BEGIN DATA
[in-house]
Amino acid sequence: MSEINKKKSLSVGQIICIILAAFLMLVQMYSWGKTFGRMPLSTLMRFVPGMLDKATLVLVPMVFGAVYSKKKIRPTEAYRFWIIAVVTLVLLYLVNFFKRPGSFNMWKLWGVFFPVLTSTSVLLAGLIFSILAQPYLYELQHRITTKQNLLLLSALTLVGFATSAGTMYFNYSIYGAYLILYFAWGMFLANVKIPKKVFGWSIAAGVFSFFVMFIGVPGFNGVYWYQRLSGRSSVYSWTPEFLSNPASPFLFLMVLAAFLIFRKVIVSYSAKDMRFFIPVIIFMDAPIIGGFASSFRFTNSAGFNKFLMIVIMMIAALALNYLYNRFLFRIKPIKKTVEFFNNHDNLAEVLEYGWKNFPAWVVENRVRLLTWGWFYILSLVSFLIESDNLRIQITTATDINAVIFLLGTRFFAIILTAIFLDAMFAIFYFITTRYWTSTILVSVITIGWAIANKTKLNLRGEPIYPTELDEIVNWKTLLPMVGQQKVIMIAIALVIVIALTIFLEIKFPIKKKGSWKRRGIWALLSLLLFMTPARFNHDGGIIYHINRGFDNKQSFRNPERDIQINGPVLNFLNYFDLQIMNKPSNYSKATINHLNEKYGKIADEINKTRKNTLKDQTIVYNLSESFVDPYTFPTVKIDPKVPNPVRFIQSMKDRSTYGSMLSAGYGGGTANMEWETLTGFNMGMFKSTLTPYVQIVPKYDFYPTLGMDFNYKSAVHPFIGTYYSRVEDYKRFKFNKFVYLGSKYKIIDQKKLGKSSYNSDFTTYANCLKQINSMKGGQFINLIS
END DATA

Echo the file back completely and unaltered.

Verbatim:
[in-house]
Amino acid sequence: MSEINKKKSLSVGQIICIILAAFLMLVQMYSWGKTFGRMPLSTLMRFVPGMLDKATLVLVPMVFGAVYSKKKIRPTEAYRFWIIAVVTLVLLYLVNFFKRPGSFNMWKLWGVFFPVLTSTSVLLAGLIFSILAQPYLYELQHRITTKQNLLLLSALTLVGFATSAGTMYFNYSIYGAYLILYFAWGMFLANVKIPKKVFGWSIAAGVFSFFVMFIGVPGFNGVYWYQRLSGRSSVYSWTPEFLSNPASPFLFLMVLAAFLIFRKVIVSYSAKDMRFFIPVIIFMDAPIIGGFASSFRFTNSAGFNKFLMIVIMMIAALALNYLYNRFLFRIKPIKKTVEFFNNHDNLAEVLEYGWKNFPAWVVENRVRLLTWGWFYILSLVSFLIESDNLRIQITTATDINAVIFLLGTRFFAIILTAIFLDAMFAIFYFITTRYWTSTILVSVITIGWAIANKTKLNLRGEPIYPTELDEIVNWKTLLPMVGQQKVIMIAIALVIVIALTIFLEIKFPIKKKGSWKRRGIWALLSLLLFMTPARFNHDGGIIYHINRGFDNKQSFRNPERDIQINGPVLNFLNYFDLQIMNKPSNYSKATINHLNEKYGKIADEINKTRKNTLKDQTIVYNLSESFVDPYTFPTVKIDPKVPNPVRFIQSMKDRSTYGSMLSAGYGGGTANMEWETLTGFNMGMFKSTLTPYVQIVPKYDFYPTLGMDFNYKSAVHPFIGTYYSRVEDYKRFKFNKFVYLGSKYKIIDQKKLGKSSYNSDFTTYANCLKQINSMKGGQFINLIS